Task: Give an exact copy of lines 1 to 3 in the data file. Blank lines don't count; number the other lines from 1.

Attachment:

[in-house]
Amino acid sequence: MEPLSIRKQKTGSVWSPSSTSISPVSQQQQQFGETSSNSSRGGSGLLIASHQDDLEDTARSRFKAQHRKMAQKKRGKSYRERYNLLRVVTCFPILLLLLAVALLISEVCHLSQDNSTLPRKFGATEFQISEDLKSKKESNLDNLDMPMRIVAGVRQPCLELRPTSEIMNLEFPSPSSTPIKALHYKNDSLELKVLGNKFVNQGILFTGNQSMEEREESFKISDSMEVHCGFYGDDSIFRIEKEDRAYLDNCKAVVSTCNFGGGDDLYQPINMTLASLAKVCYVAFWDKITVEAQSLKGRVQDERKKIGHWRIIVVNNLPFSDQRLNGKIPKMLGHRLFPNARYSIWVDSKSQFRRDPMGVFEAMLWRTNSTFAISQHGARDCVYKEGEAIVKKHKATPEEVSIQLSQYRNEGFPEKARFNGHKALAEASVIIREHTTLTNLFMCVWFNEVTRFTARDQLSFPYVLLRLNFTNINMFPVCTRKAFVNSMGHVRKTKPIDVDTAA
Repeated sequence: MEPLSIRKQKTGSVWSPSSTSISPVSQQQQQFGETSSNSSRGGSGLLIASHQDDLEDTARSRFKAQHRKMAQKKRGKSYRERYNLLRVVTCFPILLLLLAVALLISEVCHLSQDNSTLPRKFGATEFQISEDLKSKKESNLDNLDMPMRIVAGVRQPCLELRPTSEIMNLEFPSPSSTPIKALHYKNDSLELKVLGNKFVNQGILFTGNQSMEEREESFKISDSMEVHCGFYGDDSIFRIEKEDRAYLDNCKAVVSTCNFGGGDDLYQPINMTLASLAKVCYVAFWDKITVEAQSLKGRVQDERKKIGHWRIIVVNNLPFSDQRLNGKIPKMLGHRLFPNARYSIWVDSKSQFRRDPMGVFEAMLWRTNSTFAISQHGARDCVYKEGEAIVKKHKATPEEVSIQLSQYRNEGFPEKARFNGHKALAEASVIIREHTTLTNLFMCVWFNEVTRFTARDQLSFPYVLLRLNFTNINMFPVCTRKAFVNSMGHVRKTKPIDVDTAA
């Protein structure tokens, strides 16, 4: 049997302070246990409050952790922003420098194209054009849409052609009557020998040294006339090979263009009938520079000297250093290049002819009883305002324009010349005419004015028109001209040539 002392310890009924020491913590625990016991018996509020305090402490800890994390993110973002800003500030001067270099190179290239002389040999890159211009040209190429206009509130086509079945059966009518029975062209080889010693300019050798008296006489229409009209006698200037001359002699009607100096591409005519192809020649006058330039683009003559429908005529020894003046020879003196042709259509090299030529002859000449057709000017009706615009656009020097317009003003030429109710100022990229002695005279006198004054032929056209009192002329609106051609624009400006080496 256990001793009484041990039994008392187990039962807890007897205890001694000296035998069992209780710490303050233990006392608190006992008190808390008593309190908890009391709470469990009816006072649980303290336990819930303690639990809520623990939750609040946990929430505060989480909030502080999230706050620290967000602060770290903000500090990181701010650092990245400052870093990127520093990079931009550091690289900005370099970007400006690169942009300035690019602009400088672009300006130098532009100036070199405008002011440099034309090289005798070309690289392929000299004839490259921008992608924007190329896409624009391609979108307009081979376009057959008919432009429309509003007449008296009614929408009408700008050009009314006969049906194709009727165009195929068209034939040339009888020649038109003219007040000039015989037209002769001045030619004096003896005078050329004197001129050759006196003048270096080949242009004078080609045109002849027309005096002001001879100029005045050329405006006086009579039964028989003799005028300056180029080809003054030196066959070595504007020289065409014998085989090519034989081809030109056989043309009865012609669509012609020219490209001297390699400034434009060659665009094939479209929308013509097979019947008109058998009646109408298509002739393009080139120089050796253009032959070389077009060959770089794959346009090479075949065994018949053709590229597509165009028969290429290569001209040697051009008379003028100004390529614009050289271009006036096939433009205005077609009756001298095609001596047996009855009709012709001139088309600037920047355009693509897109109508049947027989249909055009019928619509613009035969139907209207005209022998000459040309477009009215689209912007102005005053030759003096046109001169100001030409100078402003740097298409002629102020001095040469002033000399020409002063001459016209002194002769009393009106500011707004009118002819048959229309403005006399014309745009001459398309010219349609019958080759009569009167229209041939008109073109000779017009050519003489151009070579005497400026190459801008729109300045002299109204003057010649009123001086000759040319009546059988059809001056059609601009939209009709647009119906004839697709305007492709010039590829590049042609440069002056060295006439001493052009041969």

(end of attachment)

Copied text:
[in-house]
Amino acid sequence: MEPLSIRKQKTGSVWSPSSTSISPVSQQQQQFGETSSNSSRGGSGLLIASHQDDLEDTARSRFKAQHRKMAQKKRGKSYRERYNLLRVVTCFPILLLLLAVALLISEVCHLSQDNSTLPRKFGATEFQISEDLKSKKESNLDNLDMPMRIVAGVRQPCLELRPTSEIMNLEFPSPSSTPIKALHYKNDSLELKVLGNKFVNQGILFTGNQSMEEREESFKISDSMEVHCGFYGDDSIFRIEKEDRAYLDNCKAVVSTCNFGGGDDLYQPINMTLASLAKVCYVAFWDKITVEAQSLKGRVQDERKKIGHWRIIVVNNLPFSDQRLNGKIPKMLGHRLFPNARYSIWVDSKSQFRRDPMGVFEAMLWRTNSTFAISQHGARDCVYKEGEAIVKKHKATPEEVSIQLSQYRNEGFPEKARFNGHKALAEASVIIREHTTLTNLFMCVWFNEVTRFTARDQLSFPYVLLRLNFTNINMFPVCTRKAFVNSMGHVRKTKPIDVDTAA
Repeated sequence: MEPLSIRKQKTGSVWSPSSTSISPVSQQQQQFGETSSNSSRGGSGLLIASHQDDLEDTARSRFKAQHRKMAQKKRGKSYRERYNLLRVVTCFPILLLLLAVALLISEVCHLSQDNSTLPRKFGATEFQISEDLKSKKESNLDNLDMPMRIVAGVRQPCLELRPTSEIMNLEFPSPSSTPIKALHYKNDSLELKVLGNKFVNQGILFTGNQSMEEREESFKISDSMEVHCGFYGDDSIFRIEKEDRAYLDNCKAVVSTCNFGGGDDLYQPINMTLASLAKVCYVAFWDKITVEAQSLKGRVQDERKKIGHWRIIVVNNLPFSDQRLNGKIPKMLGHRLFPNARYSIWVDSKSQFRRDPMGVFEAMLWRTNSTFAISQHGARDCVYKEGEAIVKKHKATPEEVSIQLSQYRNEGFPEKARFNGHKALAEASVIIREHTTLTNLFMCVWFNEVTRFTARDQLSFPYVLLRLNFTNINMFPVCTRKAFVNSMGHVRKTKPIDVDTAA